Ideology

Primary Author: Hannah Mitchell
The primary author is the individual who drafted the first version of this section; a section that could have been modified since it was originally published.


Every person, group, or culture has their own ideologies, or group of ideas, that express the social needs they may have. Film, among other types of media, is a great way to express ideologies that filmmakers want to share with the world. Sometimes, this means adding a political aspect to the film that may or may not be prominent. Nearly every film has at least an implied ideology, because the director has their own sense of what is right and wrong. Based on the director's ideology, the film tells the audience either implicitly or explicitly which way to behave based on the characters' actions. Films may also be neutral, due to their main purpose being to entertain rather than persuade the audience one way or another. It is important as an audience member to recognize ideologies in film, because often they tell you what the director is really trying to say.

The main type of ideology in film that is used is implicit. Implicit ideology films are where the protagonist and antagonist represent conflicting ideologies. But, idedology is not a huge focus of the film. It represents the world we know that is diverse and full of different value systems.

Explicit ideology films are made to persuade the audience to think a certain way. Westerns or Patriotic films are often associated with being more explicit in terms of ideology because there is a clear perspective that the director wants the audience to take away with them at the end of the film.

Ideologies in film help expose audiences to a broad range of beliefs and value systems. They challenge the audience to think about how they feel, and often attempt to persuade moviegoers to feel a certain way. Incorporating ideology in film gives the director a chance to speak without speaking themselves and also helps to make the story rich with multiple perspectives when used to its advantage.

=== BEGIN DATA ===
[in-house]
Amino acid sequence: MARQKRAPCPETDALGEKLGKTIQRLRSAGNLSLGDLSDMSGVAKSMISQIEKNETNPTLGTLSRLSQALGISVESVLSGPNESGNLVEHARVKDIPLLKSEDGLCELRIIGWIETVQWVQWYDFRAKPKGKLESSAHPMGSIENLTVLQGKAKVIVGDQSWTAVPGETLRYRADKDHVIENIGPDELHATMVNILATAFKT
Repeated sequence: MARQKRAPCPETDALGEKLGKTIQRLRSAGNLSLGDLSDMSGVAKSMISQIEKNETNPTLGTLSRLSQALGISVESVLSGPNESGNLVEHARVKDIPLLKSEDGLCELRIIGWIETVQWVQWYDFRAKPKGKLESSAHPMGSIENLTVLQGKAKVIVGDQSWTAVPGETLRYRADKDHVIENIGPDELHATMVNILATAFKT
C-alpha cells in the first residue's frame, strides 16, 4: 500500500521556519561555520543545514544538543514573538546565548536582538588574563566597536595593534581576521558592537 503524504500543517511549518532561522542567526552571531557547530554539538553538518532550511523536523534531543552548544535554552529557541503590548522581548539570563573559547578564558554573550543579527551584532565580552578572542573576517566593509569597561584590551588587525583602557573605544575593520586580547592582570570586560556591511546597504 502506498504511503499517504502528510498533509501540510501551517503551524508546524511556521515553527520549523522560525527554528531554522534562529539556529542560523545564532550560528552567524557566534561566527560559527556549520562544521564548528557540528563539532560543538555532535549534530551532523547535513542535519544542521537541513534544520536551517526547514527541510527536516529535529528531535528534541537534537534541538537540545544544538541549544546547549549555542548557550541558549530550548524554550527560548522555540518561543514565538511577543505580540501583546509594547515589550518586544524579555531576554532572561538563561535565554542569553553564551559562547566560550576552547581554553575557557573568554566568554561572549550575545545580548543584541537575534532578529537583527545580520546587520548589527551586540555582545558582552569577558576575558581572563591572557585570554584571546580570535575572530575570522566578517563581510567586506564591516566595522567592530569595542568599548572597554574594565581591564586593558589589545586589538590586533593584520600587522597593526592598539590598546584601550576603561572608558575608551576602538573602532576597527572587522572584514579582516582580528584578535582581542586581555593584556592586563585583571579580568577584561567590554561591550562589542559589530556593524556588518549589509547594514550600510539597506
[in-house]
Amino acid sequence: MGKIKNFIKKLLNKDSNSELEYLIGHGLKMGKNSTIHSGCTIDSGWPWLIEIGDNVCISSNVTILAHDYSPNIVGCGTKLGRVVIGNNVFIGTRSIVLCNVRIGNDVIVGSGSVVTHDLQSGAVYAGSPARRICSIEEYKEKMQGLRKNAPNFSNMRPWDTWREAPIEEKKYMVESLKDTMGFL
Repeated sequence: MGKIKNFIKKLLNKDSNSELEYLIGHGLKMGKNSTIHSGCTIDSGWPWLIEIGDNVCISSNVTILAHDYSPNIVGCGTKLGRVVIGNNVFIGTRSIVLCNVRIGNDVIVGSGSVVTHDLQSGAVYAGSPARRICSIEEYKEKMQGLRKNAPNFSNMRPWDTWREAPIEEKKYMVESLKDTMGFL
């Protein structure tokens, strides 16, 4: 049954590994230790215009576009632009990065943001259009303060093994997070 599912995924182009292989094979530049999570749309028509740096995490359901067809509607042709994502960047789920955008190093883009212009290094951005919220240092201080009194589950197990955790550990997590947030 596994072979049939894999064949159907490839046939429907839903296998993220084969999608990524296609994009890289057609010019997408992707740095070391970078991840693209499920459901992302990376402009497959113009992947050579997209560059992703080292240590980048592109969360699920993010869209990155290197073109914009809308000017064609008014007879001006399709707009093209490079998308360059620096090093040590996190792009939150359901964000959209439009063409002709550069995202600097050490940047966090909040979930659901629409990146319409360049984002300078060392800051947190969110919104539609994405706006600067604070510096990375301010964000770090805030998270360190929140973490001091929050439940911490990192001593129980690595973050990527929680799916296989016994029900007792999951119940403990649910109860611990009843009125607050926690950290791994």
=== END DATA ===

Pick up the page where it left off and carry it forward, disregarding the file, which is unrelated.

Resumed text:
Theorists such as Cesare Zavattini and Siegfried Kracauer believed that cinema is photography but expanded; allowing the filmmaker to capture the real world around them to share with audiences. These theorists fall into the category of realism and their ideas led to the Italian neorealist movement. This movement combined ideological and stylistic elements to create films that stated "this is the way things are."

Ideological characteristics of the Italian neorealist movement included five major themes. One being the "new democratic spirit" that concentrated on the importance of the members of the working class. Other ideologies were a nonjudgmental point of view, an emphasis on the fascist past in Italy, and the aftermath of war, a blend of Christian and Marxist humanism theories, and a concentration on the emotional aspect of the story rather than abstract ideas. These ideologies can be seen in movies such as The Bicycle Thief (1948). This film focuses heavily on a working class laborer who was previously unemployed and had no choice but to accept the job. This film heavily relies on the aftermath of the fascist government, since the main storylines relate to poverty, devastation in the aftermath of war, and unemployment. But, ideologies are not the only aspect of these films that makes them what they are. The technical elements are equally as important.

Stylistic elements in neorealist films are loose storylines that evolve realistically from the situation of the characters, documentary style shots, the use of real locations, nonprofessional actors in the leading roles, conversational speech between characters instead of literary dialogue, and simple editing that results in an almost style-less style. All of these stylistic elements tie together to form stories that lack structure and favor a natural course of events, with artistry that is not showy but rather similar to documentary type films.

Both stylistic and ideological aspects of Italian neorealist films lead to the end result of films that aim to show the audience a portrayal of real life that mimics the truth in the filmmaker's world.



The final speech in The Great Dictator (1941) explicitly states the ideology of the film.